Decant SF: 1168 Folsom St., S.F.; 415-913-7256 or www.decantsf.com. Opens May 1. Hours: 11:30 a.m. to 9 p.m. Tues-Thurs, noon to 10 p.m. Fri-Sat, noon to 8 p.m. Sun. Closed Mon.
Inside DecantSF, a Sweet New SoMa Wine Bar and Bottle Shop Serving value-driven wines in a chic new space
Advanced sommelier Cara Patricia and certified sommelier Simi Grewal are bringing their considerable expertise to the retail side of the wine business with a new bottle shop and wine bar called DecantSF. Their SoMa space opens on May 1 for wine shopping, by the glass pours, and grab-it-yourself snacks like cheese, caviar, and tinned fish.
“We wanted make sure that people can use us the way they want,” says Patricia. “You can come in and buy a wheel of cheese and six pack of beer and a bottle of wine and bounce — or you can come in and open them up and enjoy us as a wine bar as well.”
Customers might (just barely) recognize the DecantSF space as the former home of City Beer Store, which relocated to a larger location nearby. “It was really dark, and it was pretty masculine and industrial,” recalls Hannah Collins of designer studio ROY. “That was not the direction they wanted their space to feel.” Instead, Collins and company added bright colors, light woods, and pop splashes like a neon sign with DecantSF’s motto, “Drink for Yourself.”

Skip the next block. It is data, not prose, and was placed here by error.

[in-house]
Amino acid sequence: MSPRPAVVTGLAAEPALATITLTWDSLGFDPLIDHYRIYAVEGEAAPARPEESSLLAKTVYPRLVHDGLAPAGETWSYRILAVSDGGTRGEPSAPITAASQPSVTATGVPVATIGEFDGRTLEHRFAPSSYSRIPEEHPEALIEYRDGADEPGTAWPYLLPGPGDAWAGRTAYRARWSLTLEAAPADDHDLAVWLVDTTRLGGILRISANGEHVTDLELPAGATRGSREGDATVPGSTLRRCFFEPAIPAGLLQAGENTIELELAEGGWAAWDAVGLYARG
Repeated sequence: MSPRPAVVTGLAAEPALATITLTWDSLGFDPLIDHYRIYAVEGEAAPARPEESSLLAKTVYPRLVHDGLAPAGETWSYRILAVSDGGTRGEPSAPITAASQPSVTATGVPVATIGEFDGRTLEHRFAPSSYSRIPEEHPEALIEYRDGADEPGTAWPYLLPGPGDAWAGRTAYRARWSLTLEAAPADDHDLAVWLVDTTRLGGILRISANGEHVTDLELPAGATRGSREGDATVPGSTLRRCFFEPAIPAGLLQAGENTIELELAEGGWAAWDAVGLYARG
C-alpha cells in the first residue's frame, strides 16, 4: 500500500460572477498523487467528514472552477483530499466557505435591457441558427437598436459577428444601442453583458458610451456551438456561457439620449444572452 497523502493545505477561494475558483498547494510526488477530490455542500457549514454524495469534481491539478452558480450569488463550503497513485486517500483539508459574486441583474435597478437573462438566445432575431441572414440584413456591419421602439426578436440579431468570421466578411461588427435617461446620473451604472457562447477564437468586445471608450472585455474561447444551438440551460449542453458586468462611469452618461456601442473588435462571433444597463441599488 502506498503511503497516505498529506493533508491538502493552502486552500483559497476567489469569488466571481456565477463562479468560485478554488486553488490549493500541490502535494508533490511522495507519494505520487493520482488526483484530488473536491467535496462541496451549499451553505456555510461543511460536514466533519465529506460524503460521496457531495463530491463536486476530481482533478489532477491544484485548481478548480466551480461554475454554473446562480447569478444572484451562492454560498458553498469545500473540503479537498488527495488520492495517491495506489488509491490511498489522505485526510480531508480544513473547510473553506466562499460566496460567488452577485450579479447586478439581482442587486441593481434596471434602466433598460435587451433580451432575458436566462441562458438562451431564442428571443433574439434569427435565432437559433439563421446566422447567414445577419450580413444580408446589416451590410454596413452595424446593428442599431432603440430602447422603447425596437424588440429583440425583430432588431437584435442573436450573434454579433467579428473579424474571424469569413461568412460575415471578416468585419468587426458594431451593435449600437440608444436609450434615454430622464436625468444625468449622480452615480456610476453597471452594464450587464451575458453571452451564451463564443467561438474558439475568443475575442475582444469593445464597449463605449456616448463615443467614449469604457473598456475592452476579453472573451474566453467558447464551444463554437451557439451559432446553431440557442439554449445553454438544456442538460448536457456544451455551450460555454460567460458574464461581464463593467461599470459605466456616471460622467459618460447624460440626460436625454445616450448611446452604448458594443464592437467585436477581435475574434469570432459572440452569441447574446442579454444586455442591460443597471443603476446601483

“Wine often has this rustic, old world, masculine version of itself that you see in so many typical wine shops, and they wanted to break the mold of that [with] a fun, young experience,” says Collins.
Grewal and Patricia met while studying at the CIA’s Accelerated Wine and Beverage program. Their focus at DecantSF is providing a friendly, approachable retail experience with an emphasis on women, who represent the majority of wine consumers in the US, but can go overlooked as customers.
“When you’e working on the restaurant side of things, it’s hospitality hospitality hospitality,” says Grewal. ”It’s a very guest-forward experience.” But that doesn’t always hold true at retail establishments, where Patricia says she’s felt “very underestimated” (with notable exceptions like Verve and Ferry Plaza Wine Merchants, she says).
“A lot of time I would go into shops would ask the staff, ‘hey what’s a fun rosé?’ and they’d guide me to these basic choices,” echoes Grewal.
At DecantSF, Grewal and Patricia hope to engage customers of all wine experience levels while emphasizing good value wines and sustainability: Expect lots of options from the Loire Valley, Beaujolais, eastern Italy, and Spain, “where you get a lot for your money from great, small wholistic producers.” A selection of beer is available, too, focused on female brewers and breweries that can be harder to find in California.
When it opens, DecantSF will also launch two monthly and two quarterly wine club options, like the “self care club,” with one to two bottles of wine and treats like candles and teas. Grewal and Patricia will also host events to showcase somms from local restaurants, who don’t always see the spotlight. “We want trade to come here, wine writers, baby somms... they can all have a place here,” says Patricia.
Starting May 1, DecantSF is open Tuesday to Thursday from 11:30 a.m. to 9 p.m., Friday and Saturday from Tuesday to Thursday, 11 a.m. to 9 p.m., and Sunday from 12 to 8 p.m.